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Thành ngữ tiếng Anh thông dụng – Popular English idioms and slangs

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CRUNCH TIME

the period of time just before a project has to be completed and everyone has to work hard.

Examples:

  • I’m not getting enough sleep these days. It’s crunch time at work.

 

LET YOUR FREAK FLAG FLY

to let others see your uniqueness

Examples:

  • My colleagues were surprised at the Christmas party- I let my freak flag fly and showed them a break dance routine.

PULL A RABBIT OUT OF A HAT

to do something unexpected that may have seemed impossible

Examples:

  • I thought we were going bankrupt, but my partner pulled a rabbit out of his hatand we landed a major contract.

 

GET OUT OF HAND

when you lose control of things, they get out of hand

Examples:

  • The party got out of hand and the guests started to throw bottles at each other.

 

GET YOUR HEAD AROUND IT

to understand something

Examples:

  • I just can’t get my head around the fact that Joe is leaving us.

 

DIG IN YOUR HEELS / STICK TO YOUR GUNS

to refuse to compromise or change your mind

Examples:

  • My parents wanted me to give up writing, but I dug in my heels and went on to become a famous writer.
  • My parents wanted me to give up writing, but I stuck to my guns and went on to become a famous writer.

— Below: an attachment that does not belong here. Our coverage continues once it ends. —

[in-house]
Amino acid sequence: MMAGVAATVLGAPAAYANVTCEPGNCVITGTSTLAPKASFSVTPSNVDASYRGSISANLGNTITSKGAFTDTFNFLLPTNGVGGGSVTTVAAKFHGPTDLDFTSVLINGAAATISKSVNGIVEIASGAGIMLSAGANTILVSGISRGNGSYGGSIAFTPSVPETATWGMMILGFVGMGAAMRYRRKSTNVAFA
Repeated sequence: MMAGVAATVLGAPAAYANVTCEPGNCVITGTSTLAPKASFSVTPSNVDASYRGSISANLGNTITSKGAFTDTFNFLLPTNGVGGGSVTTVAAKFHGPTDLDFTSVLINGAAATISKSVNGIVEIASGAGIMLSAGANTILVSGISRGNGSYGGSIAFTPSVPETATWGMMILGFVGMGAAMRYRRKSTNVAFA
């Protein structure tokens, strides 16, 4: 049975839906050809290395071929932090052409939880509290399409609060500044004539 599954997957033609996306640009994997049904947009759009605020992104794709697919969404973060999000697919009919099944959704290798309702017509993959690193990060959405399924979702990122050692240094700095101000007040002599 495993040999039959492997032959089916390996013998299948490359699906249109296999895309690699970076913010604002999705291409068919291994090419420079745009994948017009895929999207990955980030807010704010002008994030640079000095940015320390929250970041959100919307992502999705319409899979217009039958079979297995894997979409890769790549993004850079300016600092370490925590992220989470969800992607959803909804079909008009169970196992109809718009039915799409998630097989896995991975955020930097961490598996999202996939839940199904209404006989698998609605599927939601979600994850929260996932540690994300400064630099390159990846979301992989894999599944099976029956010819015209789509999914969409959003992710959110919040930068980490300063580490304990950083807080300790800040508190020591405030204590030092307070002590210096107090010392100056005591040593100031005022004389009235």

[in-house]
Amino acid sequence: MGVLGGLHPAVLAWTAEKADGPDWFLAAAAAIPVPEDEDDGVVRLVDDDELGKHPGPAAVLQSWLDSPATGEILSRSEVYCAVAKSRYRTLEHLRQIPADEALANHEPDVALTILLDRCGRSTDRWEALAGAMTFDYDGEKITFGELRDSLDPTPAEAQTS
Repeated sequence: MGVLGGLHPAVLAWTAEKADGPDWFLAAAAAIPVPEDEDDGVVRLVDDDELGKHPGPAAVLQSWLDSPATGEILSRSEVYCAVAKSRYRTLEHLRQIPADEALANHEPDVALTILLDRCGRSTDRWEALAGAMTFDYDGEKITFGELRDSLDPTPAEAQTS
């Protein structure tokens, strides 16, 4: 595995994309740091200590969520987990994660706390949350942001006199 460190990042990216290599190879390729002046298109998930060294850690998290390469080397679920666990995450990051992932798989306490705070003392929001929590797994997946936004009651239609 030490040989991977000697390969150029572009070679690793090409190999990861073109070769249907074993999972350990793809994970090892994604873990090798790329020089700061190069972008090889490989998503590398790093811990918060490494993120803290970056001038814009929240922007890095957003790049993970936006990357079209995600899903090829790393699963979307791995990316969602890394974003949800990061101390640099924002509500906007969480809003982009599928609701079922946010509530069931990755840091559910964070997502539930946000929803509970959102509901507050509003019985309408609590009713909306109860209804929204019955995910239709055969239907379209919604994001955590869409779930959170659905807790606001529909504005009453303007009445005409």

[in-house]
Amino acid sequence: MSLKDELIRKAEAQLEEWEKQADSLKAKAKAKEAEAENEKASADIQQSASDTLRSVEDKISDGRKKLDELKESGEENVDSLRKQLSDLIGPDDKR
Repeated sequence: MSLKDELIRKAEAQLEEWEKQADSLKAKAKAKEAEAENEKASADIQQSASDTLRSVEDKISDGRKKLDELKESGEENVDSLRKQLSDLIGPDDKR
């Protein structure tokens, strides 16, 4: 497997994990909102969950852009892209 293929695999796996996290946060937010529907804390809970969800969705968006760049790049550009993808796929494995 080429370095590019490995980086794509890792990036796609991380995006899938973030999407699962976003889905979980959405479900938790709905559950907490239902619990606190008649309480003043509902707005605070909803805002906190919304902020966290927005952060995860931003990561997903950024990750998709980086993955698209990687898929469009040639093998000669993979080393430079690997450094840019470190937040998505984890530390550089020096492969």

POUND THE PAVEMENT

to walk the streets looking for a job

Examples:

  • I’d been pounding the pavement for months before I found a job in a fast food restaurant.

 

LEAVE NO STONE UNTURNED

to do everything you can to achieve your goal

Examples:

  • I’ll leave no stone unturned until I find out who did this.

 

BY THE SKIN OF YOUR TEETH

when you do something by the skin of your teeth, you only just succeed/ nearly fail

Examples:

  • I hadn’t studied much, but passed the test by the skin of my teeth.

 

GET IT OUT OF YOUR SYSTEM

to do something you’ve wanted to do for a long time and don’t want to postpone any longer

Examples:

  • I wasn’t sure how she was going to react, but I had to get it out of my system, so I told her I had found another woman.

 

GO THE EXTRA MILE

to make a special effort/try very hard to achieve your goal

Examples:

  • If you want to become proficient in English, you’ll have to go the extra mile and start learning idioms.